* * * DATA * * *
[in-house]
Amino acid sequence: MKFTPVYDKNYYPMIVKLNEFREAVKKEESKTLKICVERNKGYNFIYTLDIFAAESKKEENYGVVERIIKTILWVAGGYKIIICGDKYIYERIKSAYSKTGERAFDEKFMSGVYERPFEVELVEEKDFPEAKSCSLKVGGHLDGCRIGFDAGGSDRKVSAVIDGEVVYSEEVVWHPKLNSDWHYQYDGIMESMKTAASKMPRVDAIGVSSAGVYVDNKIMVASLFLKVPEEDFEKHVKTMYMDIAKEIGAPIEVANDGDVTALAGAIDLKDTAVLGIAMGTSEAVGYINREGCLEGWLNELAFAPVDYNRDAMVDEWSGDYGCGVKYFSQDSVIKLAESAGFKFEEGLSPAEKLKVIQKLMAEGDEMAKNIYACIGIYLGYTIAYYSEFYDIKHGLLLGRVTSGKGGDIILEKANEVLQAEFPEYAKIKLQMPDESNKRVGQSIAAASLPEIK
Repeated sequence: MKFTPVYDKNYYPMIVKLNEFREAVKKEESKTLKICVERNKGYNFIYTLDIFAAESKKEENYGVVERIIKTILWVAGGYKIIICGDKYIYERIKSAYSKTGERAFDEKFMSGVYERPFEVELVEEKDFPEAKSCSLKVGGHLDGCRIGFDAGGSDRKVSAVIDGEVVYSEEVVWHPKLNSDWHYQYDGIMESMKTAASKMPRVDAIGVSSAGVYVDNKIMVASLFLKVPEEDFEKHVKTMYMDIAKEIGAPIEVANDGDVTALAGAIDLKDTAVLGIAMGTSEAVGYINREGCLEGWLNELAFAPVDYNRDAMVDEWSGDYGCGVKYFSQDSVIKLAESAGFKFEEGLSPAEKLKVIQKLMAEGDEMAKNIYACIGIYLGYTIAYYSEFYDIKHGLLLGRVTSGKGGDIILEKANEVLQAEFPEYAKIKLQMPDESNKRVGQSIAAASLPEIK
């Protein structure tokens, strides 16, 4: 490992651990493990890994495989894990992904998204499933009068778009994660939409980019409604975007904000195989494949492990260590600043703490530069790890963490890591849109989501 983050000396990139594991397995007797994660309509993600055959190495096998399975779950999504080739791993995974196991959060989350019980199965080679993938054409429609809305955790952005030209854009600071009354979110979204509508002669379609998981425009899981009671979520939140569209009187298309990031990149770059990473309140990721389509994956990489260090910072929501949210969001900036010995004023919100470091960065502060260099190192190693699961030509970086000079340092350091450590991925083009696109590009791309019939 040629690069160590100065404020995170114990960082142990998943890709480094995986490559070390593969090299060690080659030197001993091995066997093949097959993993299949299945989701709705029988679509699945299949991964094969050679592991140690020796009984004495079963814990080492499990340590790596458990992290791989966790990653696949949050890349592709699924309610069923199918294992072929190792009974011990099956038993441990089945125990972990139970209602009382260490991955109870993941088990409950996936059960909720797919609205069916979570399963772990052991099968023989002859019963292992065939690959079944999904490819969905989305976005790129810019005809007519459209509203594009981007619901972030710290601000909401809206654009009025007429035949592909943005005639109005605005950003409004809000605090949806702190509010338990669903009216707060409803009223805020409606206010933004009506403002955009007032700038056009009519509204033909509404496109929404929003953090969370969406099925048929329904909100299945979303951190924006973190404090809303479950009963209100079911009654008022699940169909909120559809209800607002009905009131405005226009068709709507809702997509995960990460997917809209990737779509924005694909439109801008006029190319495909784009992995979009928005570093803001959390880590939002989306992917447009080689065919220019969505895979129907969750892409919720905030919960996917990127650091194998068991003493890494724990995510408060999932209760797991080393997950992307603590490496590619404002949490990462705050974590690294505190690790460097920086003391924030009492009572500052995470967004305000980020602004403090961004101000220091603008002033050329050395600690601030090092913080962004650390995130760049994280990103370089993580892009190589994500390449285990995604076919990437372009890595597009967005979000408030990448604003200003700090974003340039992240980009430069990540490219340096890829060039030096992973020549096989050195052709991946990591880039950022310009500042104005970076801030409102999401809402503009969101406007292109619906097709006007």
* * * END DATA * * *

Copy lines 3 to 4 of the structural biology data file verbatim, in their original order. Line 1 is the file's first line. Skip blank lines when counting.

Repeated sequence: MKFTPVYDKNYYPMIVKLNEFREAVKKEESKTLKICVERNKGYNFIYTLDIFAAESKKEENYGVVERIIKTILWVAGGYKIIICGDKYIYERIKSAYSKTGERAFDEKFMSGVYERPFEVELVEEKDFPEAKSCSLKVGGHLDGCRIGFDAGGSDRKVSAVIDGEVVYSEEVVWHPKLNSDWHYQYDGIMESMKTAASKMPRVDAIGVSSAGVYVDNKIMVASLFLKVPEEDFEKHVKTMYMDIAKEIGAPIEVANDGDVTALAGAIDLKDTAVLGIAMGTSEAVGYINREGCLEGWLNELAFAPVDYNRDAMVDEWSGDYGCGVKYFSQDSVIKLAESAGFKFEEGLSPAEKLKVIQKLMAEGDEMAKNIYACIGIYLGYTIAYYSEFYDIKHGLLLGRVTSGKGGDIILEKANEVLQAEFPEYAKIKLQMPDESNKRVGQSIAAASLPEIK
């Protein structure tokens, strides 16, 4: 490992651990493990890994495989894990992904998204499933009068778009994660939409980019409604975007904000195989494949492990260590600043703490530069790890963490890591849109989501 983050000396990139594991397995007797994660309509993600055959190495096998399975779950999504080739791993995974196991959060989350019980199965080679993938054409429609809305955790952005030209854009600071009354979110979204509508002669379609998981425009899981009671979520939140569209009187298309990031990149770059990473309140990721389509994956990489260090910072929501949210969001900036010995004023919100470091960065502060260099190192190693699961030509970086000079340092350091450590991925083009696109590009791309019939 040629690069160590100065404020995170114990960082142990998943890709480094995986490559070390593969090299060690080659030197001993091995066997093949097959993993299949299945989701709705029988679509699945299949991964094969050679592991140690020796009984004495079963814990080492499990340590790596458990992290791989966790990653696949949050890349592709699924309610069923199918294992072929190792009974011990099956038993441990089945125990972990139970209602009382260490991955109870993941088990409950996936059960909720797919609205069916979570399963772990052991099968023989002859019963292992065939690959079944999904490819969905989305976005790129810019005809007519459209509203594009981007619901972030710290601000909401809206654009009025007429035949592909943005005639109005605005950003409004809000605090949806702190509010338990669903009216707060409803009223805020409606206010933004009506403002955009007032700038056009009519509204033909509404496109929404929003953090969370969406099925048929329904909100299945979303951190924006973190404090809303479950009963209100079911009654008022699940169909909120559809209800607002009905009131405005226009068709709507809702997509995960990460997917809209990737779509924005694909439109801008006029190319495909784009992995979009928005570093803001959390880590939002989306992917447009080689065919220019969505895979129907969750892409919720905030919960996917990127650091194998068991003493890494724990995510408060999932209760797991080393997950992307603590490496590619404002949490990462705050974590690294505190690790460097920086003391924030009492009572500052995470967004305000980020602004403090961004101000220091603008002033050329050395600690601030090092913080962004650390995130760049994280990103370089993580892009190589994500390449285990995604076919990437372009890595597009967005979000408030990448604003200003700090974003340039992240980009430069990540490219340096890829060039030096992973020549096989050195052709991946990591880039950022310009500042104005970076801030409102999401809402503009969101406007292109619906097709006007």